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“Why I left Buzzfeed” goes viral, as ex-employees expose inner workings of listicle publication (Video)

“Why I Left BuzzFeed” videos created by ex-employees is going viral on social media.

The videos explain why these young media talents left the listicle gossip site.

Among the many reasons expressed in the videos…recurring themes include wanting more creative control and ownership of work; BuzzFeed’s policies prohibiting outside projects; and feeling burned out from the pressure of constantly trying to hit high view counts.

The confessional videos have amassed millions of views, as interest surrounding the inner workings of the media company’s content factory are exposed to outside eyes.

Variety adds

Of course, for media companies, talent comings-and-goings are certainly nothing new. What’s different about BuzzFeed is that it grooms its video producers to make identity-based content, so their instincts are to document their career change — in a public forum. They’re also more likely than, say, former “Saturday Night Live” cast members to attempt to leverage the fan base they’ve amassed at BuzzFeed for their own digital content (as popular BuzzFeed personality Matt Bellassai decided to do a year ago).

And, ironically, they’re making “Why I Left BuzzFeed” videos because BuzzFeed has trained them to focus on creating stuff that can go viral.

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For Chris Reinacher, who said he made more than four hours of video during his stint at BuzzFeed, the primary problem was the mind-numbing requirement to be a jack-of-all-trades — writing, shooting, acting in and producing the short-form videos. Mainly, “I started thinking, if I wasn’t multitasking all the time, maybe I’d be able to make some better content,” Reinacher said in his “Why I Left BuzzFeed” video last week.

“To BuzzFeed, in a lot of cases quantity trumps quality,” ex-employee Kenny Moffitt said in an August 2016 video. He left because “I wanted to have more control over my videos, I wanted to focus on my own channel… and I have been so much happier.” Working 8-9 hours daily at BuzzFeed didn’t leave time to work on other projects, he noted.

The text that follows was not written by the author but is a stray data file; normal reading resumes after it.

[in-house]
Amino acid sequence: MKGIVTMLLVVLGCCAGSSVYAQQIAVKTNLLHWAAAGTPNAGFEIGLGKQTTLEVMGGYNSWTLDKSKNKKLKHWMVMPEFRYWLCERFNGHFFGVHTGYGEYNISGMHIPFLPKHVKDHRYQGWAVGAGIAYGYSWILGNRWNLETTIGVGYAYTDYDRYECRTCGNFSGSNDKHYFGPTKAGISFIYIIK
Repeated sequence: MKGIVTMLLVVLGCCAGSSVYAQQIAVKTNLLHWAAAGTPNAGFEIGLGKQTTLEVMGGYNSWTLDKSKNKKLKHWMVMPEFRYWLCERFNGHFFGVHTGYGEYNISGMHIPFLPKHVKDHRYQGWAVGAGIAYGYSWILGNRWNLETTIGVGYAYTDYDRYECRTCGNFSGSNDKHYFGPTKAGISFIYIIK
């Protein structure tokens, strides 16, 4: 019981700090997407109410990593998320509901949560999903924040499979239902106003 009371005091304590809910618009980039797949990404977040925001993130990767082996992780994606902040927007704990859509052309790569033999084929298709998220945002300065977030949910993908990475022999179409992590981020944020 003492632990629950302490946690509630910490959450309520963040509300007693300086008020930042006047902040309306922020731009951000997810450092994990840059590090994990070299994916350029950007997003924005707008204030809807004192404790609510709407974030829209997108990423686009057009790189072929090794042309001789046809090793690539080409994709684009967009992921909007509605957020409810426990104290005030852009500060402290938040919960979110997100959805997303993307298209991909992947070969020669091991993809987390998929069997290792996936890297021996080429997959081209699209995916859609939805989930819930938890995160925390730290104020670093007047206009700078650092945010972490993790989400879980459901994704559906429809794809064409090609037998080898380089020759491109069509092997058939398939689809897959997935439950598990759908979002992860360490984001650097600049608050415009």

Asked to comment on the trend of ex-employees airing their grievances, a BuzzFeed rep told Variety, “We’re happy to have played a role in launching these people’s careers, and we wish them the best.”

What’s behind the spurt of BuzzFeed employees sharing details of their exits? For one thing, it’s proven to be a reliable traffic generator, especially for a fledgling YouTuber striking out on his or her own. “Excited for my new video, ‘Why I Left BuzzFeed,’” popular YouTuber Phil DiFranco tweeted on Monday. “I’ve never worked there, but it seems like the easiest way to get 2 million views.”

The “Why I Left BuzzFeed” meme has even inspired a rash of parody videos — aimed at riding the viral tide — including several choleric BuzzFeed-bashing videos from a British YouTuber who goes by Chubbs.

The friction between BuzzFeed and its video employees has come to a head in the past year: The company has fired employees for working on non-BuzzFeed projects. Last June, writer-producer-actor Jenny Lorenzo and Brittany Ashley (who worked on BuzzFeed’s popular series “You Do You” and wrote the script for the first season) were let go for allegedly violating their exclusive contracts with BuzzFeed after they appeared in a web series produced by America Ferrara. Sources familiar with BuzzFeed say it’s re-evaluating the terms of how it works with creators in such situations in the future.

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